If you’ve been following my writing for any length of time, you know I write about learning…a lot. I’ve written hundreds of essays, done in-depth personal projects and reviewed countless research-based books on how learning works.
One part that can be missing from simply following my regular writing is how it all fits together. For instance, perhaps you’re convinced now that retrieval practice works better than review. But how should you actually implement this over the duration of a semester-long course? How should you apply it to learning languages, programming or investing?
Developing a learning system, and not just a collection of tips is essential for a few reasons:
- The advice interacts. Retrieval practice is better than review. But guessing your way through problems is less effective than studying the solution. Variable practice leads to better transfer, but not always in the beginning. Advice can’t be considered in isolation, but as part of a broader goal.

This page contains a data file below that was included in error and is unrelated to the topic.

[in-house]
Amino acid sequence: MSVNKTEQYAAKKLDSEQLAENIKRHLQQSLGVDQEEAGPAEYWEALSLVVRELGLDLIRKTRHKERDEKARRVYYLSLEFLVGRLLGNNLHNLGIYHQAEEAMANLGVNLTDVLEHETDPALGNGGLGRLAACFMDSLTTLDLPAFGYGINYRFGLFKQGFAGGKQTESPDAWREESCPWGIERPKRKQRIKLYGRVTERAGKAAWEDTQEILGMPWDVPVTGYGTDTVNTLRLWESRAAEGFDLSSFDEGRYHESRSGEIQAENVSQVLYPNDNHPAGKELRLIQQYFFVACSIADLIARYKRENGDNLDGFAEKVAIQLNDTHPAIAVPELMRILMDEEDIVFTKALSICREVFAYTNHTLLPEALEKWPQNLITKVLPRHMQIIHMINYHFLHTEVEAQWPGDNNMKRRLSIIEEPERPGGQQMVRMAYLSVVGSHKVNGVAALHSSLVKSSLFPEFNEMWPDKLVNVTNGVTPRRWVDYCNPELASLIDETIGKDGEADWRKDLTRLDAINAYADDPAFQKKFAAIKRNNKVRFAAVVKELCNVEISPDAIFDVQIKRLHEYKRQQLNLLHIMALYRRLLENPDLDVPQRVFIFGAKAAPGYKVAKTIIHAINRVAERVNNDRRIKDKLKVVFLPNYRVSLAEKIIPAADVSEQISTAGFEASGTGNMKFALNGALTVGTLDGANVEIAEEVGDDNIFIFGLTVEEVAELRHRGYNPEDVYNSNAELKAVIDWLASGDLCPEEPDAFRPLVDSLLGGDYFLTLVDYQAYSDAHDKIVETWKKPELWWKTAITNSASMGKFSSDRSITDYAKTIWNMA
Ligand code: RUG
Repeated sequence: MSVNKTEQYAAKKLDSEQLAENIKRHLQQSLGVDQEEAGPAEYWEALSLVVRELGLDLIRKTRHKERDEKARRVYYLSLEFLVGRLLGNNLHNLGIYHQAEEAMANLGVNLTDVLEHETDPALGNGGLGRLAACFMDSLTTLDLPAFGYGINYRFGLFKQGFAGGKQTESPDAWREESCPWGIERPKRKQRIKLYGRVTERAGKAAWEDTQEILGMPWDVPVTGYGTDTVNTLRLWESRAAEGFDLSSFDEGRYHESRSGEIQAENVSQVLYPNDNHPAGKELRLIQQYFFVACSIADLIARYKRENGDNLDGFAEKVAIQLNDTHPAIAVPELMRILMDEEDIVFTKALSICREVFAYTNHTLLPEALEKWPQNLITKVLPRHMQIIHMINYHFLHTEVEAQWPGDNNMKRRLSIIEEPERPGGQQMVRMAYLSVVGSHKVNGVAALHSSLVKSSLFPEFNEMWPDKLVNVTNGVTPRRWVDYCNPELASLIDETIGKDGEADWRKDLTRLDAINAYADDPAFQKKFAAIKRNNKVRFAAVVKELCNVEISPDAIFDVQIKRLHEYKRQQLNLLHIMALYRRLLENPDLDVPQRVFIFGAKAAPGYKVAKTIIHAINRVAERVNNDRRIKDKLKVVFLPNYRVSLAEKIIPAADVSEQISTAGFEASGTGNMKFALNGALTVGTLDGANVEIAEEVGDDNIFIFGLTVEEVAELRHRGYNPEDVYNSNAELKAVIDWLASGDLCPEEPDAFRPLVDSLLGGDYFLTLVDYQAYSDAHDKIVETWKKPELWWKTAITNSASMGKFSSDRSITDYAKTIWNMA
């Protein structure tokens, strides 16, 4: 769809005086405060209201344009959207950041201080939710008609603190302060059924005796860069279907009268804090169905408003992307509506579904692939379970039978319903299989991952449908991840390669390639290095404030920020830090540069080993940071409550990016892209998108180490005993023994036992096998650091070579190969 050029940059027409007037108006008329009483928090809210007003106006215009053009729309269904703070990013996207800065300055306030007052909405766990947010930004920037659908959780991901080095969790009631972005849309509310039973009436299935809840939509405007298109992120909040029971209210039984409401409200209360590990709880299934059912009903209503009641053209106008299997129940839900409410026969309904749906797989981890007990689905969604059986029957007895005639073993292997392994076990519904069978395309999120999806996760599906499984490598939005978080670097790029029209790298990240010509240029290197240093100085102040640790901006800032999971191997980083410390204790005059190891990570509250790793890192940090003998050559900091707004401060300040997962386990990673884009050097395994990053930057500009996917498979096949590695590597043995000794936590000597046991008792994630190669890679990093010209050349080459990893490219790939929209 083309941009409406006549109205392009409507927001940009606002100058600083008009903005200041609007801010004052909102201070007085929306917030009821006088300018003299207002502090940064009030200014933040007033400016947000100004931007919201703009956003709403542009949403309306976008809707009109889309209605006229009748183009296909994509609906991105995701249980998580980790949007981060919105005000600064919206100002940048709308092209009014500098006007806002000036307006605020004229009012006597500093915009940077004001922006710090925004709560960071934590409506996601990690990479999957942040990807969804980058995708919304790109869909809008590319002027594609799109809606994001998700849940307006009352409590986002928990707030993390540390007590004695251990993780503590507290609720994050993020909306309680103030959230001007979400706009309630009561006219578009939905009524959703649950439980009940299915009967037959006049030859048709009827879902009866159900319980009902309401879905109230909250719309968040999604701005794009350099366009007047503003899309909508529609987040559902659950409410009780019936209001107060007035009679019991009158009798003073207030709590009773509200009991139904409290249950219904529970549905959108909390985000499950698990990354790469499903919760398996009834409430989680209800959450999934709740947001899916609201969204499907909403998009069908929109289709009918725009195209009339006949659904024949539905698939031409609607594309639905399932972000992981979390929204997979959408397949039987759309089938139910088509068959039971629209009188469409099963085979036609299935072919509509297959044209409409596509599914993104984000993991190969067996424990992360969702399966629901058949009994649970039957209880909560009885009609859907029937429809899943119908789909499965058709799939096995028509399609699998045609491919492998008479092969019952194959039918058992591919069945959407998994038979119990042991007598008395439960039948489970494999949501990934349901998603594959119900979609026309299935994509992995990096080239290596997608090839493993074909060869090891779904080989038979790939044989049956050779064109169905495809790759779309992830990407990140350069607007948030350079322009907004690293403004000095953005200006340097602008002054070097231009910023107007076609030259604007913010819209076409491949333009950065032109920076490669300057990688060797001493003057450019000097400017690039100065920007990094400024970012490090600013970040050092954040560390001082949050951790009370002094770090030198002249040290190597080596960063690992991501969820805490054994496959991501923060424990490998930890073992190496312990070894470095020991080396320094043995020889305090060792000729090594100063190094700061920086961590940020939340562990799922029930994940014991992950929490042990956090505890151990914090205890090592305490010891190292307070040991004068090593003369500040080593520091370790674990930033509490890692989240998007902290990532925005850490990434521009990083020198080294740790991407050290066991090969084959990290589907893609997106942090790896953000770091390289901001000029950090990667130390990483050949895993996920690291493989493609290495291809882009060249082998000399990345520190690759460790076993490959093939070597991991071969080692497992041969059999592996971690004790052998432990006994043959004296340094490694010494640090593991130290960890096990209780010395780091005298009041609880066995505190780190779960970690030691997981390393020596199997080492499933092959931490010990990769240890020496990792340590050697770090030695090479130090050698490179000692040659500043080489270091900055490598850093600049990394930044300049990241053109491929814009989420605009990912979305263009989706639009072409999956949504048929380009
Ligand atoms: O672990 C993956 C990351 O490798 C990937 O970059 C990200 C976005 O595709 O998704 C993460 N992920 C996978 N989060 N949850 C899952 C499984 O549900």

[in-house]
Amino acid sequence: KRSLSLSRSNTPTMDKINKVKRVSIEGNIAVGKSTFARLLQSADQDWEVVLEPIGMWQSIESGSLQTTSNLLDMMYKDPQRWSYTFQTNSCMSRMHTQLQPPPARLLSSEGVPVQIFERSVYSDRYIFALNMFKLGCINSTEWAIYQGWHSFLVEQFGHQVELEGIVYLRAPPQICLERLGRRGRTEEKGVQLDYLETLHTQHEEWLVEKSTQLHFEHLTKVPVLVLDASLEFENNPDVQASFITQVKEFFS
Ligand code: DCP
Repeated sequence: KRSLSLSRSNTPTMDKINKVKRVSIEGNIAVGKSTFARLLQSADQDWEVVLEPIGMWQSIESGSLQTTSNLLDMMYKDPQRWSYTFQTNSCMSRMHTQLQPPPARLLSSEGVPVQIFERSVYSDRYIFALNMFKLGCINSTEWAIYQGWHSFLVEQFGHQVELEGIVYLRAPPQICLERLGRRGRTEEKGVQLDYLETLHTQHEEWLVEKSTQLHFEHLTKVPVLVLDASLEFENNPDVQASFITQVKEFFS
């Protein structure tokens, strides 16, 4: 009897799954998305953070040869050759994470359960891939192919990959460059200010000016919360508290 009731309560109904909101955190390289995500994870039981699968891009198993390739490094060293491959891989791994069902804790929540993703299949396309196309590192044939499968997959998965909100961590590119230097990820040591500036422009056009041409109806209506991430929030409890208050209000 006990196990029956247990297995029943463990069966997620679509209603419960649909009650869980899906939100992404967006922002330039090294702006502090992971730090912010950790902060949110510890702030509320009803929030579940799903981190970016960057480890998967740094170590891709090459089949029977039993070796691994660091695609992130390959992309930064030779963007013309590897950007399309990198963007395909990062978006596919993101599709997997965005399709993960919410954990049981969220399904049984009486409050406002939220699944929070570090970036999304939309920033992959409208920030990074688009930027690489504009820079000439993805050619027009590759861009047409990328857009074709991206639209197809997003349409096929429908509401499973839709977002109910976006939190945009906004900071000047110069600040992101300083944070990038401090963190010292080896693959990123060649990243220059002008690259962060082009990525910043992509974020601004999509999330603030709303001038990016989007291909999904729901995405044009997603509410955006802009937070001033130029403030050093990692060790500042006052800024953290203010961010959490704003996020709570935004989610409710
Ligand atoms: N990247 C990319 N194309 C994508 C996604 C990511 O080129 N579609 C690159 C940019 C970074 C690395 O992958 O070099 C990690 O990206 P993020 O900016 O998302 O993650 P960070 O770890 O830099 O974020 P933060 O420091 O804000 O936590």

- Practical nitty-gritty often trumps big principles. Deciding to use flashcards to learn words in French is good. But exactly how should you do it? What makes a good flashcard? What makes a bad one? Getting the details wrong can override any noble intentions to learn better.
- You need to sustain your motivation toward big goals. A lot of learning tips are on the small end — how to remember facts, understand concepts or practice procedures. But ultimately, we don’t care about facts or concepts. We care about things like getting a better job, acing a difficult exam or launching a new business. Being able to see the big picture is essential.
Join Me in Building a Learning System
On Monday, I’m going to reopen my six-week course, Rapid Learner, for a new session. Unlike my essays (or even my book), this course represents a guided, hands-on experience for developing not just a collection of learning tips, but a learning system. Throughout the course we’ll cover:
- How to design a learning project — converting big goals into concrete actions.
- Developing a productivity system — so you actually get the studying done as you plan, instead of just thinking about it.